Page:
Redefining Messiah

At Church Sunday, the pastor stated the common, albeit unfounded, notion that those who died prior to Jesus had to believe the Messiah “would come” in order to obtain everlasting life. I find this difficult to believe first, because as I stated above, it is not found in Scripture, and second because the New Testament says his followers did not understand he was to suffer and die. I guess Jesus’ followers, had they died prior to Jesus, would have been some unlucky folks.

Fact is, there is nowhere in the Hebrew Scriptures that mentions anything about a one certain definite-article-the-capital-M, Messiah. It’s not there. The idea seems to have come about either during the Babylonian Captivity, or even later, during Roman Rule. The Second Temple Jews believed a person would come along and bring about an everlasting Kingdom of God on earth which would grant freedom and autonomy to the Jewish Nation. Part of this Kingdom of God would be the restoration of the Northern Kingdom, which is why, I believe Jesus said, “I came but for the lost sheep of the House of Israel.” (Matthew 15:24)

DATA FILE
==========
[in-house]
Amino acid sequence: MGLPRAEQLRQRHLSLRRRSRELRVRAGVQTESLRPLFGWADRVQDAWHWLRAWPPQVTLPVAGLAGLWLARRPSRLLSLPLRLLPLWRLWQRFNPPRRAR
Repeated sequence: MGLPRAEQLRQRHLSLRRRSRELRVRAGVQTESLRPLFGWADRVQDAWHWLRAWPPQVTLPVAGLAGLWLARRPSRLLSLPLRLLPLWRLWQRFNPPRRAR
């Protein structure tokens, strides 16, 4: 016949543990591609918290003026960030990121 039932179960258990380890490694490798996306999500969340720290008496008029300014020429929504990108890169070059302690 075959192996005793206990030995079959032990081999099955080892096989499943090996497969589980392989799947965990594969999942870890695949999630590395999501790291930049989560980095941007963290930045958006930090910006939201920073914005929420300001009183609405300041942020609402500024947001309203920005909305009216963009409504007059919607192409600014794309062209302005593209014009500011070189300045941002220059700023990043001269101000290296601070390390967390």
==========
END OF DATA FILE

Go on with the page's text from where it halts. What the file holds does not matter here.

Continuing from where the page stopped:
Instead, Jesus was arrested, tried, and crucified by the Romans. They weren’t too keen on the idea of the Jews having autonomy. Then, a couple of decades later we see the birth of antisemitism and Christianity.

I hope to soon find the time to write about the early church fathers. They are the ones who gave us the legends of the apostles’ martyrdoms, applied names to the Gospels, and put the New Testament together. And you know what? THEY WERE ALL CATHOLIC!





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